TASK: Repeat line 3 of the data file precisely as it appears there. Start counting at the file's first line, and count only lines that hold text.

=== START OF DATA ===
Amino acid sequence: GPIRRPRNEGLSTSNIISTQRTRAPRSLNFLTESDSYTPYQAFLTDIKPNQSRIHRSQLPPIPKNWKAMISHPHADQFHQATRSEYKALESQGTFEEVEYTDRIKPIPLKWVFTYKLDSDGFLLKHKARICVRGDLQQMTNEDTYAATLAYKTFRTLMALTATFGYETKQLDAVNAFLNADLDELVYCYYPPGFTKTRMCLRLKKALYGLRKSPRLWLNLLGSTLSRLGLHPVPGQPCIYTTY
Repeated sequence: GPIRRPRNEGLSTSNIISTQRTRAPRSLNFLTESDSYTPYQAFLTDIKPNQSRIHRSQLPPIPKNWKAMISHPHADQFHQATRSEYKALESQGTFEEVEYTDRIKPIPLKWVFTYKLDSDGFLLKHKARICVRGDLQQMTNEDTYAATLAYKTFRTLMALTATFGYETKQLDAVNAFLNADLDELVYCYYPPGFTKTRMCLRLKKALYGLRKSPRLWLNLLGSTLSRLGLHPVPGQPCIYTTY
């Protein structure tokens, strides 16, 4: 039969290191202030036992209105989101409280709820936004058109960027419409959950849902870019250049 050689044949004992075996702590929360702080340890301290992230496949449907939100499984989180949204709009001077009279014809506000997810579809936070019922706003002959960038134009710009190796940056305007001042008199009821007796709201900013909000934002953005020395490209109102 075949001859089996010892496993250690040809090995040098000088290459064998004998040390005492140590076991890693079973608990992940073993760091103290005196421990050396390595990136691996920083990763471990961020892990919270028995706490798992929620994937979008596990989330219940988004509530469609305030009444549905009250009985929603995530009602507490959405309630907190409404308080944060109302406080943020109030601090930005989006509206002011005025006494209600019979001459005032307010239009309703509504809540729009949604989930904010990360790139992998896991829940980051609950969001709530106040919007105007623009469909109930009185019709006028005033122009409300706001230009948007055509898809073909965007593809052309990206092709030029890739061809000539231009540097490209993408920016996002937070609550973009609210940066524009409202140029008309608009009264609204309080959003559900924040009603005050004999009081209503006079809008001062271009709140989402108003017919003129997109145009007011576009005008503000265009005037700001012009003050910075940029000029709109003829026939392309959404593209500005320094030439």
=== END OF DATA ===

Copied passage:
């Protein structure tokens, strides 16, 4: 039969290191202030036992209105989101409280709820936004058109960027419409959950849902870019250049 050689044949004992075996702590929360702080340890301290992230496949449907939100499984989180949204709009001077009279014809506000997810579809936070019922706003002959960038134009710009190796940056305007001042008199009821007796709201900013909000934002953005020395490209109102 075949001859089996010892496993250690040809090995040098000088290459064998004998040390005492140590076991890693079973608990992940073993760091103290005196421990050396390595990136691996920083990763471990961020892990919270028995706490798992929620994937979008596990989330219940988004509530469609305030009444549905009250009985929603995530009602507490959405309630907190409404308080944060109302406080943020109030601090930005989006509206002011005025006494209600019979001459005032307010239009309703509504809540729009949604989930904010990360790139992998896991829940980051609950969001709530106040919007105007623009469909109930009185019709006028005033122009409300706001230009948007055509898809073909965007593809052309990206092709030029890739061809000539231009540097490209993408920016996002937070609550973009609210940066524009409202140029008309608009009264609204309080959003559900924040009603005050004999009081209503006079809008001062271009709140989402108003017919003129997109145009007011576009005008503000265009005037700001012009003050910075940029000029709109003829026939392309959404593209500005320094030439």